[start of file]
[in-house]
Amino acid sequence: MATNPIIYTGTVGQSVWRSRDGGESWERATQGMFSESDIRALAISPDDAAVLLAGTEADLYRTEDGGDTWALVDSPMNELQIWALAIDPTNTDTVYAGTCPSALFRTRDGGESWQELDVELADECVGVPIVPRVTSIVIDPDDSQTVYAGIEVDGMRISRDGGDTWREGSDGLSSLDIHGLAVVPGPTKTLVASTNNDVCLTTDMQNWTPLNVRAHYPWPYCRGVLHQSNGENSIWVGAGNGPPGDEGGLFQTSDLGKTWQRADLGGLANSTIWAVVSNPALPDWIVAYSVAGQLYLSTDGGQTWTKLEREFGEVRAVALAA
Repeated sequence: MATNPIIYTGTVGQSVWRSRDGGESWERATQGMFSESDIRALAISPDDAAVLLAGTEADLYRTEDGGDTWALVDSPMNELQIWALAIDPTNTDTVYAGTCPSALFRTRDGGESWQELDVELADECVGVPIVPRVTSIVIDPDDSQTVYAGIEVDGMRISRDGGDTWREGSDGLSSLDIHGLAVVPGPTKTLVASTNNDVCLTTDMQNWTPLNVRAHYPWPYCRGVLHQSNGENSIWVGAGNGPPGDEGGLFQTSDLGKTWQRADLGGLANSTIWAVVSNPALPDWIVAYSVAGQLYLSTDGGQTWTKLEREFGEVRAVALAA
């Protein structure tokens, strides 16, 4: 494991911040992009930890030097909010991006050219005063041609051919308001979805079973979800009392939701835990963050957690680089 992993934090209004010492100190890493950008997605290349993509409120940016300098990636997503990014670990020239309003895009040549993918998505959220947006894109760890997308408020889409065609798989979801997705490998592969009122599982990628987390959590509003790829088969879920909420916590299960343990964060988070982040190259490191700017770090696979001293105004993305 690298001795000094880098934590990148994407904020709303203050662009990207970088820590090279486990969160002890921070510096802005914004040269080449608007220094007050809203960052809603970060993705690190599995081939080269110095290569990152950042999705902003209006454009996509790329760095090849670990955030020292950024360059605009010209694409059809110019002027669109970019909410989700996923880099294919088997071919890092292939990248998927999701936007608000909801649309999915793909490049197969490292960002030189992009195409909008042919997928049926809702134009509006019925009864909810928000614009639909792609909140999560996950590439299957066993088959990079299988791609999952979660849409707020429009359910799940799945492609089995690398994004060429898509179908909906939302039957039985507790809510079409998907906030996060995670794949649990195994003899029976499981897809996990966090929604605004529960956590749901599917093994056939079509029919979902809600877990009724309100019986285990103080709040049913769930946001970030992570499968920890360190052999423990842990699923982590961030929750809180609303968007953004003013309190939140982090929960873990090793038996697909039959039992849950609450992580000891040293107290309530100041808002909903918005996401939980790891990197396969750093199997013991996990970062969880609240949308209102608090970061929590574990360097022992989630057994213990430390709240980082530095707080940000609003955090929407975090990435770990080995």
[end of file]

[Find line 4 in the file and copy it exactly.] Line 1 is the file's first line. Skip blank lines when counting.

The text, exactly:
């Protein structure tokens, strides 16, 4: 494991911040992009930890030097909010991006050219005063041609051919308001979805079973979800009392939701835990963050957690680089 992993934090209004010492100190890493950008997605290349993509409120940016300098990636997503990014670990020239309003895009040549993918998505959220947006894109760890997308408020889409065609798989979801997705490998592969009122599982990628987390959590509003790829088969879920909420916590299960343990964060988070982040190259490191700017770090696979001293105004993305 690298001795000094880098934590990148994407904020709303203050662009990207970088820590090279486990969160002890921070510096802005914004040269080449608007220094007050809203960052809603970060993705690190599995081939080269110095290569990152950042999705902003209006454009996509790329760095090849670990955030020292950024360059605009010209694409059809110019002027669109970019909410989700996923880099294919088997071919890092292939990248998927999701936007608000909801649309999915793909490049197969490292960002030189992009195409909008042919997928049926809702134009509006019925009864909810928000614009639909792609909140999560996950590439299957066993088959990079299988791609999952979660849409707020429009359910799940799945492609089995690398994004060429898509179908909906939302039957039985507790809510079409998907906030996060995670794949649990195994003899029976499981897809996990966090929604605004529960956590749901599917093994056939079509029919979902809600877990009724309100019986285990103080709040049913769930946001970030992570499968920890360190052999423990842990699923982590961030929750809180609303968007953004003013309190939140982090929960873990090793038996697909039959039992849950609450992580000891040293107290309530100041808002909903918005996401939980790891990197396969750093199997013991996990970062969880609240949308209102608090970061929590574990360097022992989630057994213990430390709240980082530095707080940000609003955090929407975090990435770990080995």